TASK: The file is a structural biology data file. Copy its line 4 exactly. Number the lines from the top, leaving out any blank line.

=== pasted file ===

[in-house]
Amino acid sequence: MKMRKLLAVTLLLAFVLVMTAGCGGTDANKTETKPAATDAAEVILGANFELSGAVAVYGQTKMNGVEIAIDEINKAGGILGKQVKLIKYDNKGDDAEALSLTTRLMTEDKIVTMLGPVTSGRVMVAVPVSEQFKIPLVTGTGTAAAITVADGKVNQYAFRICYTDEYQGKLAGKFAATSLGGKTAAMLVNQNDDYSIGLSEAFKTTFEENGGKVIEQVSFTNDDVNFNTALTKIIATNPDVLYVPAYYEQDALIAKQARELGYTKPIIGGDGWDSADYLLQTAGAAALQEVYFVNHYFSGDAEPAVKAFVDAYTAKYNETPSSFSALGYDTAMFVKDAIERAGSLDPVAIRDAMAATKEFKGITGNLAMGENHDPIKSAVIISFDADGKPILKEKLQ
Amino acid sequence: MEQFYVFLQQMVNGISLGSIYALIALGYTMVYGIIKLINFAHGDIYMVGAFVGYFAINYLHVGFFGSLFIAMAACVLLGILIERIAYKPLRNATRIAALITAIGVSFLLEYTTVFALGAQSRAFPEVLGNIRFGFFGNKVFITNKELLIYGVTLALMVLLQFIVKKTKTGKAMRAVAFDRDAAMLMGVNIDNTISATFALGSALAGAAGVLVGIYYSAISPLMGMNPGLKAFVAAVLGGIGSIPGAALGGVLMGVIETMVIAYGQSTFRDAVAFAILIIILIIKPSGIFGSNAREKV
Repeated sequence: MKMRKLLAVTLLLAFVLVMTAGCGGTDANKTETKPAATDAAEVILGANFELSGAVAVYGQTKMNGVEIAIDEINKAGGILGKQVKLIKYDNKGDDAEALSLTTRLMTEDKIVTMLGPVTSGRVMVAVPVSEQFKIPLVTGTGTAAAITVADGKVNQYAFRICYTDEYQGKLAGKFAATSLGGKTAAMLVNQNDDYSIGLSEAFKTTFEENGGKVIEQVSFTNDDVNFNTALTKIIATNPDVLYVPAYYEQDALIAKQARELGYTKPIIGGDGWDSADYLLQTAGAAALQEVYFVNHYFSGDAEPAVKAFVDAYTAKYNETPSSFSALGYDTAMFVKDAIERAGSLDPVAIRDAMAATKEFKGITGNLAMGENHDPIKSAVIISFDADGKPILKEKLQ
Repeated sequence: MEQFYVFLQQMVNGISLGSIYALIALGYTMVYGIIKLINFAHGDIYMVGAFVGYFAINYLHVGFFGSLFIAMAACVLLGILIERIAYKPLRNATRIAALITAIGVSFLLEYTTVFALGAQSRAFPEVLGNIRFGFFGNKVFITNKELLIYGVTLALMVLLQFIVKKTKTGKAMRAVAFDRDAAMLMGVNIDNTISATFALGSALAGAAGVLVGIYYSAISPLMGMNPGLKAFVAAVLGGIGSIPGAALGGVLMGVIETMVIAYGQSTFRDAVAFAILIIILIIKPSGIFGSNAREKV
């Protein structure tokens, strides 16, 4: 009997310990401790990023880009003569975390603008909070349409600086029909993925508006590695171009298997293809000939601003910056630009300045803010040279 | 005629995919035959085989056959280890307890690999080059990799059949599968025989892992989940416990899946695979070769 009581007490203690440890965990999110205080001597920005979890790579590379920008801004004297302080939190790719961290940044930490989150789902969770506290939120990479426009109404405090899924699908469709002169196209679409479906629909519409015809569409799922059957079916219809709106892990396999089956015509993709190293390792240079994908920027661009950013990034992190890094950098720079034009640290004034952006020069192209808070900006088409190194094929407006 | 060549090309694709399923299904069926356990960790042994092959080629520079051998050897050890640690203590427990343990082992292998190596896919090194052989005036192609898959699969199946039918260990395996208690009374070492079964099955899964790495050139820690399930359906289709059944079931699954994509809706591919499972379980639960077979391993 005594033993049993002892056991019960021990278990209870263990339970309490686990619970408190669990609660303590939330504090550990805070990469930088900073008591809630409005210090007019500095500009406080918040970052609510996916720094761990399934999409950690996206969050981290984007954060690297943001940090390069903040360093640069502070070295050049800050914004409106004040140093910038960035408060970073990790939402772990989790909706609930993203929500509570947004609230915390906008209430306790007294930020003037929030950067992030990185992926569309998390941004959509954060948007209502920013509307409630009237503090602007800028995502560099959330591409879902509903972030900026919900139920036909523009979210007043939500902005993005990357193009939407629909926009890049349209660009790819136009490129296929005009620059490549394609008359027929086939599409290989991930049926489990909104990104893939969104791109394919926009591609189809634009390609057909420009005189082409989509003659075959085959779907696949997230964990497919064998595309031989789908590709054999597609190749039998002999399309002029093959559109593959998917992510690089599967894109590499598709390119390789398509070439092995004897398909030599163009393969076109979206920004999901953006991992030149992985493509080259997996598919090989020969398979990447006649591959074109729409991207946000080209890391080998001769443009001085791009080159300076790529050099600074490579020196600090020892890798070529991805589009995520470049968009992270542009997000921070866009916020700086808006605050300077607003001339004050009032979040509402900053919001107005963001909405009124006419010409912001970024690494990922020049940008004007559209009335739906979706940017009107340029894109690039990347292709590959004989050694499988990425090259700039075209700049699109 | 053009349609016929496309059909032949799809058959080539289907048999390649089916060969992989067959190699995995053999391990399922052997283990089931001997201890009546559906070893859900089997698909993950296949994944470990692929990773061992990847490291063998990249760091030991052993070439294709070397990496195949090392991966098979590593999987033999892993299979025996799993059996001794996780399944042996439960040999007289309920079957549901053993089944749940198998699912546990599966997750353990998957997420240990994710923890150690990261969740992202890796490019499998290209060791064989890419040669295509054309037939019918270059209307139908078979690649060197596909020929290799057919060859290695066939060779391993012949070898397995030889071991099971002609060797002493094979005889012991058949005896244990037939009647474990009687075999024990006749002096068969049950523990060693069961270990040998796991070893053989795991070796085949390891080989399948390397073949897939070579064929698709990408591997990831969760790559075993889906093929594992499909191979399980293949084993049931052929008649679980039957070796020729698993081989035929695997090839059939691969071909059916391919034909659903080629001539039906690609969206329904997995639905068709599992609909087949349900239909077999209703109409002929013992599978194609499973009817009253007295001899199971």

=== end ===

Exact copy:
Repeated sequence: MKMRKLLAVTLLLAFVLVMTAGCGGTDANKTETKPAATDAAEVILGANFELSGAVAVYGQTKMNGVEIAIDEINKAGGILGKQVKLIKYDNKGDDAEALSLTTRLMTEDKIVTMLGPVTSGRVMVAVPVSEQFKIPLVTGTGTAAAITVADGKVNQYAFRICYTDEYQGKLAGKFAATSLGGKTAAMLVNQNDDYSIGLSEAFKTTFEENGGKVIEQVSFTNDDVNFNTALTKIIATNPDVLYVPAYYEQDALIAKQARELGYTKPIIGGDGWDSADYLLQTAGAAALQEVYFVNHYFSGDAEPAVKAFVDAYTAKYNETPSSFSALGYDTAMFVKDAIERAGSLDPVAIRDAMAATKEFKGITGNLAMGENHDPIKSAVIISFDADGKPILKEKLQ